Welcome to the Cumulus Support forum.

Latest Cumulus MX release v3.2.3 build 3059 - 04 December 2019.
    Legacy Cumulus 1 release v1.9.4 (build 1099) - 28 November 2014

    See the Wiki for downloading either version.

    cold weather wiring

    For discussion of DIY weather equipment - sensors, accessories, improvements to existing kit etc
    Post Reply
    User avatar
    firemanak
    Posts: 23
    Joined: Wed 16 Oct 2013 7:28 am
    Weather Station: WS-2090
    Operating System: Windows vista
    Location: Fairbanks, Alaska
    Contact:

    cold weather wiring

    Post by firemanak » Sun 01 Dec 2013 6:36 am

    Help, I hard wired my ws-2090 station to a 110 ac to a 3vlt converter... System runs, good, no changing batteries, but at -18F the system errors out saying it lost connect, cause of no power. I used speaker wire (local radio shack said that is all I needed), So I am thinking I might have to go with a larger gauge wire?
    Thanks for the help
    Tony Roof
    Fairbanks Alaska
    KAKFAIRB47 - http://weather.alaskaroofs.com


    Image

    User avatar
    mcrossley
    Posts: 5795
    Joined: Thu 07 Jan 2010 9:44 pm
    Weather Station: Davis VP2
    Operating System: Stretch Lite rPi
    Location: Wilmslow, Cheshire, UK
    Contact:

    Re: cold weather wiring

    Post by mcrossley » Sun 01 Dec 2013 9:04 am

    Sounds like it may need better cable, how long is the cable run? Also what sort of psu are you using? Some (most) of the wall warts are pretty poorly regulated.

    AllyCat
    Posts: 1061
    Joined: Sat 26 Feb 2011 1:58 pm
    Weather Station: Fine Offset 1080/1 & 3080
    Operating System: Windows XP SP3
    Location: SE London

    Re: cold weather wiring

    Post by AllyCat » Sun 01 Dec 2013 10:29 am

    Hi,

    At lower temperatures, the resistance of the (copper) cables should be less, so that may not be the fundamental issue.

    What did you do about the batteries in the transmitter? Did you just remove them, replace them with rechargeables or with a large capacitor (any of which might "struggle" at those temperatures)? But if the length of the cable is significant, then some "local" (to the transmitter) energy storage will probably be required to supply the pulses of transmitter power.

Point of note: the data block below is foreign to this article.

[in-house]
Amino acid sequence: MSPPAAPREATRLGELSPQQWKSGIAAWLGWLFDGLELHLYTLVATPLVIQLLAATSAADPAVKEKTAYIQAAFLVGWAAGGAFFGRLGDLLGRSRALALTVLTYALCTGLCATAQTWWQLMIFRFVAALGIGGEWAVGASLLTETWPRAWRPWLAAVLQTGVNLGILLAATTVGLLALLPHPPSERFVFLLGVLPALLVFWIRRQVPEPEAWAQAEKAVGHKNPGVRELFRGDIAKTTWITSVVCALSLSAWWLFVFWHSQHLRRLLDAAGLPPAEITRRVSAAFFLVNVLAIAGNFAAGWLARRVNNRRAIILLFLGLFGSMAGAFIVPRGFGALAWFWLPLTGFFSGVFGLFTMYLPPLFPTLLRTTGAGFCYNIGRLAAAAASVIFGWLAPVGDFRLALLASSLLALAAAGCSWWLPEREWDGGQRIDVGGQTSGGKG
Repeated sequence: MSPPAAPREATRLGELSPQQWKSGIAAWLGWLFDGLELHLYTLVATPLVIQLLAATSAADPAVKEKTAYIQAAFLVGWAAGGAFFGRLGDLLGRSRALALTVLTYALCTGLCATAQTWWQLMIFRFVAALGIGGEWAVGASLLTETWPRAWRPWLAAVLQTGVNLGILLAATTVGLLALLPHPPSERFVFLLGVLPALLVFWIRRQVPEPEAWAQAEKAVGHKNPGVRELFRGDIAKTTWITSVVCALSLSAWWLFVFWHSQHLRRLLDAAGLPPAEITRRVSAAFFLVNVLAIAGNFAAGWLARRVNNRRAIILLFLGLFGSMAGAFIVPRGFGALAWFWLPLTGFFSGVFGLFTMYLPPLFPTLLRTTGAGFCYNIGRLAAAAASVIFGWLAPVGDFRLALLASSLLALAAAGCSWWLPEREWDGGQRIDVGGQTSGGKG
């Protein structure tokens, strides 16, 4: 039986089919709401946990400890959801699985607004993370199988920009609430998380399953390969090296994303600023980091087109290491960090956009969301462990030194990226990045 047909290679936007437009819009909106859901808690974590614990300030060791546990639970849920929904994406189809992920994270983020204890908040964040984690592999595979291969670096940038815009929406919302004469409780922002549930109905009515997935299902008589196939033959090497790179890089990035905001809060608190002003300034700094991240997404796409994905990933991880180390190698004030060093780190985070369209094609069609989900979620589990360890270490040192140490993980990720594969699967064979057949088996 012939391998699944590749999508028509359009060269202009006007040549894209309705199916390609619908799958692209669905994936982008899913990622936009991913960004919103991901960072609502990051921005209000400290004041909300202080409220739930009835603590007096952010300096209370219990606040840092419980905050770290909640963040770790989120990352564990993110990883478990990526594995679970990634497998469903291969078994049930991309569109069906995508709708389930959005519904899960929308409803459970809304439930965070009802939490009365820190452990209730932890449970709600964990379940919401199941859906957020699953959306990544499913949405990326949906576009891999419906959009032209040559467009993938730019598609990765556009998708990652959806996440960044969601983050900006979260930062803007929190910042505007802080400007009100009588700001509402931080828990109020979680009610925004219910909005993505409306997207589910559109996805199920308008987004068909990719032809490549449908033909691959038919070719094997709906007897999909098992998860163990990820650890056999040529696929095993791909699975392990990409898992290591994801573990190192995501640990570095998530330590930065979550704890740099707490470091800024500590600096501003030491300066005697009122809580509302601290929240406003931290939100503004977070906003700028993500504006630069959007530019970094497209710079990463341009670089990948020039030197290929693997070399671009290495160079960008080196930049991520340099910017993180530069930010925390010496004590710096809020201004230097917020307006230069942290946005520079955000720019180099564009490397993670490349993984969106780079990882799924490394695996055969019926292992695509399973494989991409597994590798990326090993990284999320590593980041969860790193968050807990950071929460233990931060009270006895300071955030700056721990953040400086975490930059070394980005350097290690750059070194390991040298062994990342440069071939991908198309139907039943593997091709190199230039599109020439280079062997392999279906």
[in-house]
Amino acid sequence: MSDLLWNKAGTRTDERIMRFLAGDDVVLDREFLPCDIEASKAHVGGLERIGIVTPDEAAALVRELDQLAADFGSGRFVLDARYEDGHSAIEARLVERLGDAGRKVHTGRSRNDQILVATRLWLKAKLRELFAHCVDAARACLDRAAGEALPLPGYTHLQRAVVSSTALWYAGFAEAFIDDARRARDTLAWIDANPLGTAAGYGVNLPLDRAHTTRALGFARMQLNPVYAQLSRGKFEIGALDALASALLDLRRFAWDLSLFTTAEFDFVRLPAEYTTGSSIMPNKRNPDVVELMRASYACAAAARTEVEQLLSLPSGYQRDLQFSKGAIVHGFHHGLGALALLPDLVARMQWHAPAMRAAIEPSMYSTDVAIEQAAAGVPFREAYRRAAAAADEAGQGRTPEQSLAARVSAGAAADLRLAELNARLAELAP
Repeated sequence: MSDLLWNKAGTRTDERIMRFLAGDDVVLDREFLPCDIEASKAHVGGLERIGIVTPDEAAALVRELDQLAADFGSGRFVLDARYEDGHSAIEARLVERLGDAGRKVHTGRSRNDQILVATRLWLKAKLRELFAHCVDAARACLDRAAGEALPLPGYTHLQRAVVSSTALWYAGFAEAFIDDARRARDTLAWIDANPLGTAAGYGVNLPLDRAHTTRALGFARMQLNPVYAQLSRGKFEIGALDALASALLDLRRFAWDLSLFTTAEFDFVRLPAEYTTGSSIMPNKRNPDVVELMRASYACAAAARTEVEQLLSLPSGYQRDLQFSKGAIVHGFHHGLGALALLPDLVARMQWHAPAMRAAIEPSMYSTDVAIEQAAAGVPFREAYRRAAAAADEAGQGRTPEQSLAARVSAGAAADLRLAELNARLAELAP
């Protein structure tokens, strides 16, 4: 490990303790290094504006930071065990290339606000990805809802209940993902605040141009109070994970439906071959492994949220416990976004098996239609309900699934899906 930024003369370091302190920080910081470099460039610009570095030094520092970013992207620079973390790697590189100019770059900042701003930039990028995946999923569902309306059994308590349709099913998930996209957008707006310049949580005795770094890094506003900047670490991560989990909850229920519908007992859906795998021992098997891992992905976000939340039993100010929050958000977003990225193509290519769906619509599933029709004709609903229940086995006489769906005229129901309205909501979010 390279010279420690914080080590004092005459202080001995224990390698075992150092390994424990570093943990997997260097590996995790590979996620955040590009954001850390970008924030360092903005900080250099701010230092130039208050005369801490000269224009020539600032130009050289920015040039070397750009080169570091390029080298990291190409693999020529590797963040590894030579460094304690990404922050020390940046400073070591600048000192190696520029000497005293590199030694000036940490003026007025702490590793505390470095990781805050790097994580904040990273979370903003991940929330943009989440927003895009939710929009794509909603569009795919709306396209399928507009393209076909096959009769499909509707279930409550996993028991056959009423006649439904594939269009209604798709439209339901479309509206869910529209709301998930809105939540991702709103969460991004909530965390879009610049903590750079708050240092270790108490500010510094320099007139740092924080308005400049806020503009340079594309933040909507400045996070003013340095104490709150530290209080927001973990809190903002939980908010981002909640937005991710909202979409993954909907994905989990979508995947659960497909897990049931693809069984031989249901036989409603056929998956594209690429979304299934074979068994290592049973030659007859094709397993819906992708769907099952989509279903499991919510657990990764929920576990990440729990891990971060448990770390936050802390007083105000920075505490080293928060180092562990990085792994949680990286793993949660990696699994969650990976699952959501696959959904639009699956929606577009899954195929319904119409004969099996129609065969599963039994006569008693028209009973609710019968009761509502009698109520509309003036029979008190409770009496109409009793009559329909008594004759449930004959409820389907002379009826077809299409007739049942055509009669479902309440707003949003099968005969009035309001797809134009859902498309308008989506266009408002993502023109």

Cheers, Alan.

    User avatar
    firemanak
    Posts: 23
    Joined: Wed 16 Oct 2013 7:28 am
    Weather Station: WS-2090
    Operating System: Windows vista
    Location: Fairbanks, Alaska
    Contact:

    Re: cold weather wiring

    Post by firemanak » Tue 17 Dec 2013 8:54 pm

    Thanks Alan
    The batteries don't last very long up here after -10
    so I ran wires into that area, best I can tell talking to local electricians is the speaker wire doesn't have enough insulation. So when it warms up above zero, I will pull everything and go to an outside extension cord, and use the two wires to get the electricity up to the station.

    Thanks for all the input

    AllyCat
    Posts: 1061
    Joined: Sat 26 Feb 2011 1:58 pm
    Weather Station: Fine Offset 1080/1 & 3080
    Operating System: Windows XP SP3
    Location: SE London

    Re: cold weather wiring

    Post by AllyCat » Wed 18 Dec 2013 4:23 pm

    Hi,

    Yes, the general wisdom is that most types of battery cease to work well (or at all) below -20 degrees C (-4F). However, there is at least one exception, Lithium Primary (non-rechargeable) AA cells, which deliver a stable voltage (~1.6 each) down to much lower temperatures. There are several posts on this forum recommending them, particularly for use in low temperatures.

    Of course the "electroncs" itself may ultimately cease to function at very low temperatures, where the only solution might be to provide local heating (powered via a cable), but that's not very appropriate for an external temperature sensor! However, we do appear to have several Canadian members on this forum who successfully run their systems in very low temperatures throughout the winter.

    If you do wish to persevere with "remote" powering of the system, then do note the questions that I asked (for a reason) in my revious post.

    Cheers, Alan.

    User avatar
    firemanak
    Posts: 23
    Joined: Wed 16 Oct 2013 7:28 am
    Weather Station: WS-2090
    Operating System: Windows vista
    Location: Fairbanks, Alaska
    Contact:

    Re: cold weather wiring

    Post by firemanak » Fri 20 Dec 2013 2:14 am

    AllyCat wrote:Hi,

    Yes, the general wisdom is that most types of battery cease to work well (or at all) below -20 degrees C (-4F). However, there is at least one exception, Lithium Primary (non-rechargeable) AA cells, which deliver a stable voltage (~1.6 each) down to much lower temperatures. There are several posts on this forum recommending them, particularly for use in low temperatures.

    Of course the "electroncs" itself may ultimately cease to function at very low temperatures, where the only solution might be to provide local heating (powered via a cable), but that's not very appropriate for an external temperature sensor! However, we do appear to have several Canadian members on this forum who successfully run their systems in very low temperatures throughout the winter.

    If you do wish to persevere with "remote" powering of the system, then do note the questions that I asked (for a reason) in my revious post.

    Cheers, Alan.
    Alan,
    Even the lithium batteries don't seem to make it to -40... I had Lithium in at first, but that is when I decided to run a wire to the system. The wire maybe goes 9 feet, from plug in, through wall to battery compartment on station. If i am not answering the questions the right way please let me know... Thanks Tony